Monday, March 16, 2015

The Most Unloved Team in Baseball



I was a thirteen-year-old baseball nut in 1948 when I discovered the St. Louis Browns of the American League. Red, white, and blue had monopolized big-league team colors since Bob (Death to Flying Things) Ferguson had cavorted for the Hartford Dark Blues decades before, but the Browns had been flouting color convention since their founding, in 1902. For the same logical reason that the Homestead Grays’ uniforms could hardly be puce or taupe, the Browns had to wear brown. A rich color, brown, but not a heroic color.
It was a perfect fit. A color scheme that evoked the barnyard and the excretions of babies fittingly defined the Browns. They were the Lowly Browns from the outset, setting all the wrong records: first in last-place finishes; leukemic attendance that reached a nadir, in 1933, when thirty-three fans paid to watch a home game; so financially strapped that scuffed, worn, and torn baseballs were put in play because the club couldn’t afford the regulation number of fresh ones.
Other than a freak World Series appearance in 1944, amid a wartime talent drought so dire that a one-armed outfielder eventually made the starting lineup, the Browns were as universally unloved a baseball team as ever existed. The National League Cardinals shared the Browns owned Sportsman’s Park with the Browns and were their opposite: perennial winners, darlings of St. Louis baseball fans. The red-white-and-blue Cards filled the park as fast as the Browns emptied it.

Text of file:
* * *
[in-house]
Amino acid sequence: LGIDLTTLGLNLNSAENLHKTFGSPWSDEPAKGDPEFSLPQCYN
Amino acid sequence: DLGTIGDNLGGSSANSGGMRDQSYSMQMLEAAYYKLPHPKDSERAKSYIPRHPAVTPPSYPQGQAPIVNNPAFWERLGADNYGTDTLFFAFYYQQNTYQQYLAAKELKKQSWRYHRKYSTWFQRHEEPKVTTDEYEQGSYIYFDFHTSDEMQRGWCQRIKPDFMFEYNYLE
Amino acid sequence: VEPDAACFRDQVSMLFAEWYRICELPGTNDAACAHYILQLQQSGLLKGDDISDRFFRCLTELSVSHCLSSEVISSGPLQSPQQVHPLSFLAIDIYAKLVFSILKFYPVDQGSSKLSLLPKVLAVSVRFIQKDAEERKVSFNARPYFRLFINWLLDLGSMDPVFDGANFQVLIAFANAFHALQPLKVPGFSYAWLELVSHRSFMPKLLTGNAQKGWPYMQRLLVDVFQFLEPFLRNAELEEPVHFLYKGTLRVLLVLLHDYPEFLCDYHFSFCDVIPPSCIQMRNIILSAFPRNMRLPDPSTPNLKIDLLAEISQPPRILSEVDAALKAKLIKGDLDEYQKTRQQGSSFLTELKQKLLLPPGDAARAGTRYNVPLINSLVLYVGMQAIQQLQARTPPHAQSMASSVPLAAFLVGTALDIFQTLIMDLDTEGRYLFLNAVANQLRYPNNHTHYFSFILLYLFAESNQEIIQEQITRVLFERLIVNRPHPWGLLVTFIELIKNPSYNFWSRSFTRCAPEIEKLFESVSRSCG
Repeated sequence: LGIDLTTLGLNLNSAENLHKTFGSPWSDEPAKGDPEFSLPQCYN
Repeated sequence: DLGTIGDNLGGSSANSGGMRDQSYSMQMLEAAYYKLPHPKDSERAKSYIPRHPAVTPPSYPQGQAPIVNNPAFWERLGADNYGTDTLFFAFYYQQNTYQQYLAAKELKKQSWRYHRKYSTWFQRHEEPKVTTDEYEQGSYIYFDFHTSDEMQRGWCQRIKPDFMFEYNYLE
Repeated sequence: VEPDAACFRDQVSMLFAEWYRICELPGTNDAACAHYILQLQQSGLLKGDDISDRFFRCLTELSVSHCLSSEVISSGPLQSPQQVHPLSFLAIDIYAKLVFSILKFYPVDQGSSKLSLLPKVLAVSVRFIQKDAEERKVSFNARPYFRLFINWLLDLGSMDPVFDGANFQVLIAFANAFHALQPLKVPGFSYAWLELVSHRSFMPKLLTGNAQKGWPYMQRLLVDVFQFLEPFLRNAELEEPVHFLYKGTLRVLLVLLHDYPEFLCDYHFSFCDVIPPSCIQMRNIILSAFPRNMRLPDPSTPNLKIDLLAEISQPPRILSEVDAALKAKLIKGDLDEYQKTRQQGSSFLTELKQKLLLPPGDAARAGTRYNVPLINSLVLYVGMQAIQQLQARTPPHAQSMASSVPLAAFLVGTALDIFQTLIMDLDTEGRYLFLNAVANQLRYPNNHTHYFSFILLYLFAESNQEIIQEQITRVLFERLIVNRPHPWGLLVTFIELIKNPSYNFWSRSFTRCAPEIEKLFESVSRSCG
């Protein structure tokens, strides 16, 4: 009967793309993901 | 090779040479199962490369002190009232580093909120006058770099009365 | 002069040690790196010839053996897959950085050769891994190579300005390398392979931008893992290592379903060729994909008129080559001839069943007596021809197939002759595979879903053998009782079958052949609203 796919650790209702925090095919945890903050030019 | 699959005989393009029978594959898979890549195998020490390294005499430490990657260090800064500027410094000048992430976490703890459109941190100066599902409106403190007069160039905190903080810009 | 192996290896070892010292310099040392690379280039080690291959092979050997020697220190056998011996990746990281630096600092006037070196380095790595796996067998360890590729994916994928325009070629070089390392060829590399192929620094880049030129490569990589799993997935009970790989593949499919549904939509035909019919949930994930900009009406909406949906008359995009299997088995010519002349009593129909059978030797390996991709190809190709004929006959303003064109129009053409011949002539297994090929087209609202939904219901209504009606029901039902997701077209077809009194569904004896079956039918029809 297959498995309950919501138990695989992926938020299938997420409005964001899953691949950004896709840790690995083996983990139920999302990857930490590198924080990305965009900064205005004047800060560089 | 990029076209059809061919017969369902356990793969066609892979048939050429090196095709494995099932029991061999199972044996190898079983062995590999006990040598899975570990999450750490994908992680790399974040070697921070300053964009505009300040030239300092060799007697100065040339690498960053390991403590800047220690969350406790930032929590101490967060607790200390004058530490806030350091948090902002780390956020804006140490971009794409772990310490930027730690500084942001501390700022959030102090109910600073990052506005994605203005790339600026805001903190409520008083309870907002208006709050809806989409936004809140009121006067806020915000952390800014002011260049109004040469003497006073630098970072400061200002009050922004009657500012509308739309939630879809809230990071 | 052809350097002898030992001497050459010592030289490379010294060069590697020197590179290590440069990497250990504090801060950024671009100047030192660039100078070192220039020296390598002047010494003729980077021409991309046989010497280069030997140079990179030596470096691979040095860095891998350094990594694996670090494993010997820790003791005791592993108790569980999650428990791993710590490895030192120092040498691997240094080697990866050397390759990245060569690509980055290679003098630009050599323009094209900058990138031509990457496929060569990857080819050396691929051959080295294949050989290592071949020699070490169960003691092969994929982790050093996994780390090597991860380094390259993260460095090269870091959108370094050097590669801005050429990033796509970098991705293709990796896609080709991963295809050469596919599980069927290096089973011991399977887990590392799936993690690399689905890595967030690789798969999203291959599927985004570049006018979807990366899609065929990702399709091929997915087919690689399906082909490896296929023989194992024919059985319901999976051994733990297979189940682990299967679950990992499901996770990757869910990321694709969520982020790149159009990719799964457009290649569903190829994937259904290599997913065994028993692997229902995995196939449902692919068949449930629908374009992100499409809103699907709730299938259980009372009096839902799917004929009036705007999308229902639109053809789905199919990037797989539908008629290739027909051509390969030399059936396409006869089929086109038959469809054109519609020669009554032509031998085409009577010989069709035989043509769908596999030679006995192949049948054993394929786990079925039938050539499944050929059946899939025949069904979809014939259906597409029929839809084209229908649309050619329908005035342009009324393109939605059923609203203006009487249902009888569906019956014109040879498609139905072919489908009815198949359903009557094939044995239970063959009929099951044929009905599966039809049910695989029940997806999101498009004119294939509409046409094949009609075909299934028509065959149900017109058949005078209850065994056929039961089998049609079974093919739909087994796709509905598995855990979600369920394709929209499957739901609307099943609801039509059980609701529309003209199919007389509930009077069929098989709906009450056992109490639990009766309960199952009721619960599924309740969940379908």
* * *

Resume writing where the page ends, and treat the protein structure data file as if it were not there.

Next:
Which struck a resonant chord and endeared them to me, because of my own issues of low self-esteem. I identified with unloved losers in all spheres: in hockey, the then forlorn New York Rangers; in automobiles, Nash, a poor relation of Detroit’s Big Three, about to go under; in politics, Harold Stassen, the Don Quixote from Minnesota. Naturally, I despised the rich and smug New York Yankees the way Walter Reuther despised Henry Ford.
I wallowed in my Brownsophilia even after that baseball Barnum Bill Veeck took over the team, in 1951. He proceeded on the principle that stunts would be a faster, cheaper route to higher ticket sales than trying to build a winning team. It was Veeck who once sent a three-and-a-half-foot little person up to bat, who let the fans in the stands vote on strategy, who tried attracting St. Louis’s black community to Sportsman’s Park by signing the beloved grandfatherly pitcher Satchel Paige (the Cardinals stayed all-white to the bitter end).
I wallowed in Brownsophilia until that fateful day in 1953 when baseball exterminated the Browns like a roach (an ugly brown roach, natch) and the franchise morphed into, ladies and gentlemen, your Baltimore Orioles.
Yet that youthful crush abides even today. As I write this I’m wearing a sweatshirt with the classic BROWNS,” and atop it a medieval knight astride his horse, wielding a mighty sword, more Knights of Columbus heraldry than baseball iconography. (Its origins and meaning remain tantalizingly mysterious.) My sweatshirt was obtained via the official online Browns Fan Club, a hardy cell of nostalgists keeping the feeble flame alive sixty-two years after the last Brownie whiffed.
Browns logo over the heart: a shield enclosing a baseball imprinted with “
There’s even a Brownie theme song and a Surviving Players roll call. (The nifty fifties hurler Ned Garver, a twenty-game winner for a 1951 Browns team that lost a hundred and two games, is ninety years old.)